Gender-based violence and empowerment indicators in Bihar: Scope for evidence-based research and policy

Gender-based violence has emerged as a global problem with wide-ranging impacts on women’s health and empowerment. The primary aim of this multi-method research is to study the feasibility of a multi-sectoral model based on a public health approach in Bihar for addressing gender-based violence.

Bihar is recognised as a high-prevalence state for gender-based violence. It is estimated that approximately 59 percent of women in Bihar have suffered from domestic violence (Chaudhary, 2013; Bajwa et.al. 2019). The World Health Organisation’s (WHO) Multi-Country Study on Women’s Health and Domestic Violence against Women (2005) highlighted the potential of public health approaches to GBV.

However, currently few doctors, nurses or other health professionals have the awareness and training to identify violence as an underlying cause of women’s health problems. Nor do they possess the skills to provide women with assistance in accessing relevant services in the absence of care and protection services (Garcia-Moreno et.al. 2005).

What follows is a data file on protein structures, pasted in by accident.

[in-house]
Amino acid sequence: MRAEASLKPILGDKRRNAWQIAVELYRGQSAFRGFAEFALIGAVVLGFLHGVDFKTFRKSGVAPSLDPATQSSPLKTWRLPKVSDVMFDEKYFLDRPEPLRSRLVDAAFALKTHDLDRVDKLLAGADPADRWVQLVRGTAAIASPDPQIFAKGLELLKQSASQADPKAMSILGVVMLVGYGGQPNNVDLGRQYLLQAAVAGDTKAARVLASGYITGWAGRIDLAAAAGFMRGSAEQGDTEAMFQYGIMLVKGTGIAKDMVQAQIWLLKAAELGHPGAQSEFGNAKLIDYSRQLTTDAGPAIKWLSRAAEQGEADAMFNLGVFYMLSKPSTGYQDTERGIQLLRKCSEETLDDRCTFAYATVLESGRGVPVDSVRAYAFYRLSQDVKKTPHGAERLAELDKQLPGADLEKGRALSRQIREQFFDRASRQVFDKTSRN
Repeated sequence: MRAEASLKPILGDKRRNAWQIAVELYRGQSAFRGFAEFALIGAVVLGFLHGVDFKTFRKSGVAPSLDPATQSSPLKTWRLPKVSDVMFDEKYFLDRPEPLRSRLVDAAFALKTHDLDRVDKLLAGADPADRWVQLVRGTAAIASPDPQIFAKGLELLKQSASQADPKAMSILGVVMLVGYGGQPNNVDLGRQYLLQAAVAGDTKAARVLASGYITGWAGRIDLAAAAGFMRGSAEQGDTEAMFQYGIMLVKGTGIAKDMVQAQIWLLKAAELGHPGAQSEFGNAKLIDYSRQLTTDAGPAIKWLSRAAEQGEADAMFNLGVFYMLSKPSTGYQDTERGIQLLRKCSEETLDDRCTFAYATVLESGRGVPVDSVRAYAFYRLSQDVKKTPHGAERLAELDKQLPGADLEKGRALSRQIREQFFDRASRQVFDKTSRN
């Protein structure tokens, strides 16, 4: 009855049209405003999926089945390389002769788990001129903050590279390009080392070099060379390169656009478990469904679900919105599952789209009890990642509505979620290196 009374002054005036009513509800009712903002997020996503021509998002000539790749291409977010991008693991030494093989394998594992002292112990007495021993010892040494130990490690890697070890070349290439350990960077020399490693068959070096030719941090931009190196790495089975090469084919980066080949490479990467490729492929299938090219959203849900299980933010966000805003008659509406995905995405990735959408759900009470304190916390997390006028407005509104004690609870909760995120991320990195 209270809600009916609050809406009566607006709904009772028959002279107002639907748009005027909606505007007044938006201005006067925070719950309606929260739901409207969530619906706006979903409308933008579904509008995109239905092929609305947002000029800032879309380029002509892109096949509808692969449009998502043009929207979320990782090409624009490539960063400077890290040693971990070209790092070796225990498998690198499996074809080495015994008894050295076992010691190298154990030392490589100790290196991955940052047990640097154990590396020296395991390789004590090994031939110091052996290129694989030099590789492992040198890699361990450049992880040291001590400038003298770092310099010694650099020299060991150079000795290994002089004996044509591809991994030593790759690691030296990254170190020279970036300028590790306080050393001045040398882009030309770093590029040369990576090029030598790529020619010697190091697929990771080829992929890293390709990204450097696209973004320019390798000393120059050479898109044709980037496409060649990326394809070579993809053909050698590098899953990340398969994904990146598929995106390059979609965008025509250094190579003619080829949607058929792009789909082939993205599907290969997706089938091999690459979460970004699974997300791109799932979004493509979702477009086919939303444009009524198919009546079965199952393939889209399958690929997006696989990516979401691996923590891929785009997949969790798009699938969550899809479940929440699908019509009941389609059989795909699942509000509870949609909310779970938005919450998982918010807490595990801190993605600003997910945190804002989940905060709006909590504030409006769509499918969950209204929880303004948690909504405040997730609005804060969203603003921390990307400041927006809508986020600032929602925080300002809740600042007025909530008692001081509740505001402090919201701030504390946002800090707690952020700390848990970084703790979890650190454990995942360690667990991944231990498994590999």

This research uses a mixed-methods approach to consider measures of gender-based violence. The first part of the study entails quantitative analysis of Demographic Health Surveys (NFHS IV). This will be supplemented with data available from the National Crimes Records Bureau, Ministry of Law and Justice, Ministry of Home Affairs and geospatial mapping of the prevalence and incidence of gender-based violence in districts across Bihar. In the second part, a field-based pre and post-Knowledge, Attitudes and Practices (KAP) intervention survey will be conducted amongst health care providers in two tertiary hospitals in high-prevalence districts in Bihar. The intervention the researchers will introduce is the Identification and Referral Model (IRIS) which has been applied in the National Health Service (UK) to sensitise the health care providers to domestic violence.

Outputs

  • Research in progress.

    Project last updated on: 18 Dec 2019.